Excellent Wines from the Monks at Shavnabada Monastery

by Chris Devonshire-Ellis

September 15th, 2016

cdemon3I have travelled to the Caucasus to be involved in the 2016 wine harvest in both Armenia and Georgia, however the first stop has to be a re-introduction to Georgia’s excellent Qvevri Wines. I was last in Georgia a little less than a year ago, and wrote about the wonderful Qvevri method of wine making at that time. Different to the Western European methodology, in Georgia the grapes, seeds, twigs and all are shoveled into huge terracotta jars (Qvevris) buried deep underground, and left to sit on these lees for several weeks or even months. The result are very tannic wines, with the whites especially taking on a beautiful golden amber hue. Such wines are good with light meats such as roast pork, as well as with dried fruits such as apricots and cheeses. The reds are also excellent, and can deal with very powerful dishes, even up to curries. Qvevri wines may be an acquired taste, but for me they represent wine making at its most organic.

To refresh my memories and stimulate my tastebuds, I visit the Shavnabada Monastery, just outside Tbilisi. Georgia has a strong link between Christianity and Wine, with many Monasteries also cultivating the grape. The Georgian Orthodox Church Cross symbol is in fact two vine stems bound together by the Hair of St. Nino, who introduced the Christian faith to the country in the year 327.


st-ninoThe Monks at Shavnabada have been making wines for decades, and we are accompanied to a degustation in the Monastery by Father Alexander, our wonderful host. He is an interesting man, previously both a husband and a Father with a son, he entered the Monastery after the death of his wife, a still common situation in many Orthodox countries. He is soft spoken, and also sips a little of the wines he gives me. He sups a small amount from a simple wooden bowl, my glass is filled nearly to the brim. With a twinkle in his astonishing blue eyes, I fancy Father Alexander had been a bit of a boy in his earlier youth.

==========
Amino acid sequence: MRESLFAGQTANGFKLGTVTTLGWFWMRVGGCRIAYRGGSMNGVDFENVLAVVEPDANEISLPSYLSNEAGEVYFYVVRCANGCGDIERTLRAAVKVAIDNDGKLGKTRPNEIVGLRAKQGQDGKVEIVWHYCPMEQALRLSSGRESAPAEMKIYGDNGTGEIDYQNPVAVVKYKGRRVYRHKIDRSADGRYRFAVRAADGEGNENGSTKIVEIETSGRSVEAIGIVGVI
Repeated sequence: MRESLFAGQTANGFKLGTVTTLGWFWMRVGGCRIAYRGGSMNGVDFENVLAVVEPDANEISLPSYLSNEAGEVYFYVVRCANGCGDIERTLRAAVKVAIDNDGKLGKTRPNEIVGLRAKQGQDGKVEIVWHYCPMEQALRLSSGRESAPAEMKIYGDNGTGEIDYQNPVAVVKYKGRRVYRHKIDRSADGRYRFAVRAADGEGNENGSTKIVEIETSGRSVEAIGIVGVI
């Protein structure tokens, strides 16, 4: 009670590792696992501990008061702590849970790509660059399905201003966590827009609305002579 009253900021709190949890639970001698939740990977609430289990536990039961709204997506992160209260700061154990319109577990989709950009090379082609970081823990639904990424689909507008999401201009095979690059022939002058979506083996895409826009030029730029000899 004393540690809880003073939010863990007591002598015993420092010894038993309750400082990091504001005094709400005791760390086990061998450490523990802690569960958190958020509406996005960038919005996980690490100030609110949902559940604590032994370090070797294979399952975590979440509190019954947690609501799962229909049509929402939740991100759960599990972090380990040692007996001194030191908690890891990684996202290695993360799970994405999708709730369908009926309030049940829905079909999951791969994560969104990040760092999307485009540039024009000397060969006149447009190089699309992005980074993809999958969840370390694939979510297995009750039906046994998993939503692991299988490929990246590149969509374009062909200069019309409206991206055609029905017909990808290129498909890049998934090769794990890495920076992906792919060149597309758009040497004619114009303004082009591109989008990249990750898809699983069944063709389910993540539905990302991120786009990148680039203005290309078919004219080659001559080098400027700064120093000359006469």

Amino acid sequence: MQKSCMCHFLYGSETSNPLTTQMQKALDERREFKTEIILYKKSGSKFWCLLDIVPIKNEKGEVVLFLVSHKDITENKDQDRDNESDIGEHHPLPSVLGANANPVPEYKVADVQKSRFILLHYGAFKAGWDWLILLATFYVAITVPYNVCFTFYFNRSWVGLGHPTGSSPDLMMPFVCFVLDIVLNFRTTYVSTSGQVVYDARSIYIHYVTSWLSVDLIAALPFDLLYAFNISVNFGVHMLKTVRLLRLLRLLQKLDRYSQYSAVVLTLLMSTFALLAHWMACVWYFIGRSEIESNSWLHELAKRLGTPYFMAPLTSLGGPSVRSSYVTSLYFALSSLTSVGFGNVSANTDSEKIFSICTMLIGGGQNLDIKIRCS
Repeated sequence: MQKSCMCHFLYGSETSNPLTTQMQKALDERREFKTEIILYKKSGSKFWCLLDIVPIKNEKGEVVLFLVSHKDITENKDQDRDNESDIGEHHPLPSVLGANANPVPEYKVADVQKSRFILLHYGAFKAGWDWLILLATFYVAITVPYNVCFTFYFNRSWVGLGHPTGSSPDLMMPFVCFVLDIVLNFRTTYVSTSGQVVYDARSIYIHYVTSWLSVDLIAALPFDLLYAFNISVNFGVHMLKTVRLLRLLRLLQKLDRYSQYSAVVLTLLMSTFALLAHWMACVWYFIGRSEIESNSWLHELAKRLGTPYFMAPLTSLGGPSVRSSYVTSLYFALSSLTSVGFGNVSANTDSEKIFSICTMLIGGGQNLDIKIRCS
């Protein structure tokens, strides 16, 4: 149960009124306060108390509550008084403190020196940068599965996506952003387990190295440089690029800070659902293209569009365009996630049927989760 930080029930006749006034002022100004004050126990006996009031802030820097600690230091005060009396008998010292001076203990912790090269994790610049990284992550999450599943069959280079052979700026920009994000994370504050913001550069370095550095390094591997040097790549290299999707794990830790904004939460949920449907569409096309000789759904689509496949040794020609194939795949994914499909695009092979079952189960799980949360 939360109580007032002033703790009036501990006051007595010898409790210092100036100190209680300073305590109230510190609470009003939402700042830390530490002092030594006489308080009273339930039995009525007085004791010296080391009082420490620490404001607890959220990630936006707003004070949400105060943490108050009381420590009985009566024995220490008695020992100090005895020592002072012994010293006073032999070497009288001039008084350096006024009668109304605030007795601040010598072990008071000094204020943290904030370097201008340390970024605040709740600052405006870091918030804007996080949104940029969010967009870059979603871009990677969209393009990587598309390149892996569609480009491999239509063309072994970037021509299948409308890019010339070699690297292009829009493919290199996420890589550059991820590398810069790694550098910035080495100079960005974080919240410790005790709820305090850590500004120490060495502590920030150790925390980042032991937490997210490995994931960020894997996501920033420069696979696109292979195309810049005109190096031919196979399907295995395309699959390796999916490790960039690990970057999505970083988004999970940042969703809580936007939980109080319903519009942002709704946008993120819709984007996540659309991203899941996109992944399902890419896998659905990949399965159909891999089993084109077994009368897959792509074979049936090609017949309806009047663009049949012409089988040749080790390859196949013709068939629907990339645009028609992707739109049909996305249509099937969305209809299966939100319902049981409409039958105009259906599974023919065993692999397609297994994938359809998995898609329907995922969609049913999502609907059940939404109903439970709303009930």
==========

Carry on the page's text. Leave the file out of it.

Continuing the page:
img_9483The wine, a 2012 Qvevri from the Rkatsiteli white wine grape, is a deep amber, with walnut, dried apricots and an intriguing floral bouquet. It is excellent. We then try a 2007 Saperavi red, which has to be one of the best Qvevri’s I’ve had, it has certainly taken on a great deal of character over the past few years. It was on lees, Father Alexander informs me, for just 12 days, before being buried in the Qvevri for eight years and bottled in 2015. I pose by the Qvevri’s themselves, each containing 2000 litres of wine beneath my feet.


img_9484These wines are strong too, at 14%, I am starting to feel mildly tipsy. Father Alexander then offers me a glass of Chacha, the clear white spirit made from distilling the lees once they are extracted from the Qvevris after about two-six months, depending upon how tannic the wine is to be. It is the Georgian version of Grappa, and I have long learned that the best way to dispose of it is to do it, vodka style, in one go. I walk out, slightly wobbly, and feeling very, very happy. Father Alexander blesses me, and we hug. He smells of wet sheep. Its not an unpleasant aroma, and the Chacha on my tongue reminds me this is organic wine production at its best.  With the Bible being full of sheep and the Lamb of God,  having the Monks of Shavnabada take on a scent of Ram I am sure means that up here, I am a little closer to heaven.